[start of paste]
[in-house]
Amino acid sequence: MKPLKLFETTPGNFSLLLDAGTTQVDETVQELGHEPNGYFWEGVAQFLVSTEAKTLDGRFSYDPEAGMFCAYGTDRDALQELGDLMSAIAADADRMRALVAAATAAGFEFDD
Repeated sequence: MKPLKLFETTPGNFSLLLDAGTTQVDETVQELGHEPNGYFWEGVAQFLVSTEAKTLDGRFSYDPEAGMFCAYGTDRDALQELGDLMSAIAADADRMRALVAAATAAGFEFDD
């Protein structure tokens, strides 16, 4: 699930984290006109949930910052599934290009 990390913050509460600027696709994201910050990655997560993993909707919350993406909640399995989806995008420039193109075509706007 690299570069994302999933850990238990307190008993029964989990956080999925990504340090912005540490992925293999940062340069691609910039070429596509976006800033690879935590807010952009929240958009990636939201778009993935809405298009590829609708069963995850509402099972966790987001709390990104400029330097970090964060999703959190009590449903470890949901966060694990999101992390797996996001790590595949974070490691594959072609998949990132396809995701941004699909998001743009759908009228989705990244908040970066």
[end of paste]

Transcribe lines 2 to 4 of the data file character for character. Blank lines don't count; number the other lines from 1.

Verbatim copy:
Amino acid sequence: MKPLKLFETTPGNFSLLLDAGTTQVDETVQELGHEPNGYFWEGVAQFLVSTEAKTLDGRFSYDPEAGMFCAYGTDRDALQELGDLMSAIAADADRMRALVAAATAAGFEFDD
Repeated sequence: MKPLKLFETTPGNFSLLLDAGTTQVDETVQELGHEPNGYFWEGVAQFLVSTEAKTLDGRFSYDPEAGMFCAYGTDRDALQELGDLMSAIAADADRMRALVAAATAAGFEFDD
């Protein structure tokens, strides 16, 4: 699930984290006109949930910052599934290009 990390913050509460600027696709994201910050990655997560993993909707919350993406909640399995989806995008420039193109075509706007 690299570069994302999933850990238990307190008993029964989990956080999925990504340090912005540490992925293999940062340069691609910039070429596509976006800033690879935590807010952009929240958009990636939201778009993935809405298009590829609708069963995850509402099972966790987001709390990104400029330097970090964060999703959190009590449903470890949901966060694990999101992390797996996001790590595949974070490691594959072609998949990132396809995701941004699909998001743009759908009228989705990244908040970066």